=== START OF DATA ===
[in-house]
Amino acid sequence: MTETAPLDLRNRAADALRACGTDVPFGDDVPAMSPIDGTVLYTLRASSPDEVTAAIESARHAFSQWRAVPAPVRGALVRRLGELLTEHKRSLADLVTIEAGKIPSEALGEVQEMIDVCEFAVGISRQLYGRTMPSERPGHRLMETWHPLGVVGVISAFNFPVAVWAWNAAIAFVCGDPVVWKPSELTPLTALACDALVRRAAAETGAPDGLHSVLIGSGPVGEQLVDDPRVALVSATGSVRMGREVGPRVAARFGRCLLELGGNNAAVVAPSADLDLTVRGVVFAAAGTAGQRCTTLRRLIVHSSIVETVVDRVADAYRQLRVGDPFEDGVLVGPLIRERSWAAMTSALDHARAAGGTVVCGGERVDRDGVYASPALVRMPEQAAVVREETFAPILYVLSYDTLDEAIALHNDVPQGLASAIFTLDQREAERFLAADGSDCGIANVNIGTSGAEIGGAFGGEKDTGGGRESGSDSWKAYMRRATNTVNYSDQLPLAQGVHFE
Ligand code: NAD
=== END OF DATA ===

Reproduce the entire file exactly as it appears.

[in-house]
Amino acid sequence: MTETAPLDLRNRAADALRACGTDVPFGDDVPAMSPIDGTVLYTLRASSPDEVTAAIESARHAFSQWRAVPAPVRGALVRRLGELLTEHKRSLADLVTIEAGKIPSEALGEVQEMIDVCEFAVGISRQLYGRTMPSERPGHRLMETWHPLGVVGVISAFNFPVAVWAWNAAIAFVCGDPVVWKPSELTPLTALACDALVRRAAAETGAPDGLHSVLIGSGPVGEQLVDDPRVALVSATGSVRMGREVGPRVAARFGRCLLELGGNNAAVVAPSADLDLTVRGVVFAAAGTAGQRCTTLRRLIVHSSIVETVVDRVADAYRQLRVGDPFEDGVLVGPLIRERSWAAMTSALDHARAAGGTVVCGGERVDRDGVYASPALVRMPEQAAVVREETFAPILYVLSYDTLDEAIALHNDVPQGLASAIFTLDQREAERFLAADGSDCGIANVNIGTSGAEIGGAFGGEKDTGGGRESGSDSWKAYMRRATNTVNYSDQLPLAQGVHFE
Ligand code: NAD